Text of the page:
How Manifesting Has Helped Me Manage My Anxiety


Manifesting has been a divisive concept for many people. How can you will something positive into existence just by visualizing it happening?

The short answer is you can’t. On the surface, manifesting is a useless product of toxic positivity culture. However, we can’t discount the hidden value of manifesting. In some cases, manifesting can help improve mental health issues like anxiety.

Anxiety causes a lot of catastrophizing. 

People with anxiety can’t help but imagine worst-case scenarios playing out in vivid detail. Depending on how active your imagination is, you can traumatize yourself with these false visions of the future.

Now, you might say “just tell yourself this scenario won’t actually happen” or “just imagine something better.” However, anxiety won’t let you go that easily.

I have never been a superstitious person. I’m an atheist and I don’t believe in ghosts, jinxes, or any other kinds of supernatural or magical forces. I even own a black cat! However, when my anxiety grabs hold of me, that goes out the window.

I convince myself that I’m jinxing it if I say bad things won’t happen or that something good will happen. I’ve had worst-case scenarios happen to me before, so who am I to say they can’t happen again?

Then one day, my therapist told me to replace believing in jinxing to believing in manifesting, and that changed everything for me.

Throw out the mindset that you’ll jinx it if you imagine a better outcome for yourself. Instead, tell yourself you’re manifesting a good outcome to calm down during an anxiety attack.

If I don’t believe in jinxing or manifesting anyway, why not use manifesting to self-soothe when I’m anxious instead of using jinxing to make my anxiety worse? Why not replace one anxiety-fueled superstition with one that will actually help me?

Manifesting can help stop a catastrophizing spiral in its tracks. If you feel like you’re about to visualize a horrifying scenario, change the story. Or if you’re already imagining the scenario, change the ending. 

For example, maybe you’re about to go on a road trip and worried about getting into a car crash. When you’re catastrophizing, you might imagine you and everyone you love dying in a fiery blaze in this car crash. Instead, imagine yourself having fun, singing along to your road trip playlist in the car.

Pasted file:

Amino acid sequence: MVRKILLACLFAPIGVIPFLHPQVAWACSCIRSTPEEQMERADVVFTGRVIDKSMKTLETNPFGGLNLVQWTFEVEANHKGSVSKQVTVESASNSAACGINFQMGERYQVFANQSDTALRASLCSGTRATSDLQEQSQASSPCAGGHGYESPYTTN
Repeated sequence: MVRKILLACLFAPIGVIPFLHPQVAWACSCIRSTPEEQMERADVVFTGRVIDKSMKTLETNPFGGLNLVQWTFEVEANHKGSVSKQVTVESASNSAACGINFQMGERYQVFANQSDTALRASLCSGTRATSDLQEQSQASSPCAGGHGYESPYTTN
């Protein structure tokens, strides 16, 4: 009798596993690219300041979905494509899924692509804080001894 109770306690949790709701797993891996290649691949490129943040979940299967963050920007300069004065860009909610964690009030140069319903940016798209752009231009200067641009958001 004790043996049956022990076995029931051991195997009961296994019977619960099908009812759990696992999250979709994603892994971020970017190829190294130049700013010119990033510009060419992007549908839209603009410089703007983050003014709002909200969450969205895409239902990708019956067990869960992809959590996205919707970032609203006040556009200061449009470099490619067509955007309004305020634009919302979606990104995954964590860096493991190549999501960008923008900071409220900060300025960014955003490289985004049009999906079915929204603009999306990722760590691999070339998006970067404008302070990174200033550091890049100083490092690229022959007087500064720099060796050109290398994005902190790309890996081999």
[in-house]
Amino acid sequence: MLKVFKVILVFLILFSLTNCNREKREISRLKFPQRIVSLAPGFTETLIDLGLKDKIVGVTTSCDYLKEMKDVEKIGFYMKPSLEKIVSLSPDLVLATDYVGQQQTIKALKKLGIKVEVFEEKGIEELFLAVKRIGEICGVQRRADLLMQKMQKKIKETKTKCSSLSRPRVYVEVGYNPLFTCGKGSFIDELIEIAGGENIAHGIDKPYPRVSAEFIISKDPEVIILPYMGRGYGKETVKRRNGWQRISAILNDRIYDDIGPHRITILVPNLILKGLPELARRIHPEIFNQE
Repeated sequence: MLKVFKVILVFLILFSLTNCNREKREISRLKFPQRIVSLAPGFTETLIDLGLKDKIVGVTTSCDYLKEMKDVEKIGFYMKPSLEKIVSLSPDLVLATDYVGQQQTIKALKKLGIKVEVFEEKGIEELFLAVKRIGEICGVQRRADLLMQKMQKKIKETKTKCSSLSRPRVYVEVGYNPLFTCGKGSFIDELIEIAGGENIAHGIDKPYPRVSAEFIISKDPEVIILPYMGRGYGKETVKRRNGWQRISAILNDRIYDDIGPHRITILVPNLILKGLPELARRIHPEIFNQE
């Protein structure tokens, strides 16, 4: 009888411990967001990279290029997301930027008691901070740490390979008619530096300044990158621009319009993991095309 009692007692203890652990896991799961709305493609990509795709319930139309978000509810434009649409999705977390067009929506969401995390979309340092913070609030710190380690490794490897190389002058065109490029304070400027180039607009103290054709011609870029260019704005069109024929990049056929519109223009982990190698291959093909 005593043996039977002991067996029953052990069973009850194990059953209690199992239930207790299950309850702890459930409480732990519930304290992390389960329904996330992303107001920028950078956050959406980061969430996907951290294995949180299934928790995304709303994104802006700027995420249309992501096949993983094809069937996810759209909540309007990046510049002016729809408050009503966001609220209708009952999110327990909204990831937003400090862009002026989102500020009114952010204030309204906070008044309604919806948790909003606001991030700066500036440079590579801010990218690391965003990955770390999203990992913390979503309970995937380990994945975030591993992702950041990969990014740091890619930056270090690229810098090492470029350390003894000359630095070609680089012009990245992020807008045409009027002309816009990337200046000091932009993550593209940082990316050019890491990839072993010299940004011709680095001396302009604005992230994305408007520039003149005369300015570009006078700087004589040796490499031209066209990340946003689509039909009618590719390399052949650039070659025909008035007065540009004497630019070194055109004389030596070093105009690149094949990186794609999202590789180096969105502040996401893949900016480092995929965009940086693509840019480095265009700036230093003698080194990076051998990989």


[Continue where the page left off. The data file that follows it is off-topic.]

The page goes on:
Or, if you’ve already started to imagine the terrifying car crash, change the ending. Maybe you get into a car crash, but because everyone was wearing their seatbelts and the driver pulled over to the side of the road, no one was injured.

Yes, manifesting can be bad when you convince yourself good things will happen just because you put good energy into the world. However, it can be a helpful tool when you use it as a way to change pessimism into optimism.

There is no use in imagining worst-case scenarios for little to no reason. To return to the car crash example, according to Forbes Advisor, 5,250,837 car accidents occurred in the U.S. in 2020. Out of those, 35,766 were fatal. That is 0.68% of all car accidents.

Why spend your precious time agonizing over something that is less likely to happen? Prepare for the worst as best as you can by implementing safe driving practices, then manifest a good outcome when you start to feel nervous about it.

Manifesting is not a reason to give up on making your life better and leave everything up to fate. But it can also point you in the right direction.

Seeing a positive situation play out in your mind can motivate you to to try to make it come true. So replace your negative thoughts with positive manifestations, then work to make them happen.

Feature Image by Léonard Cotte on Unsplash


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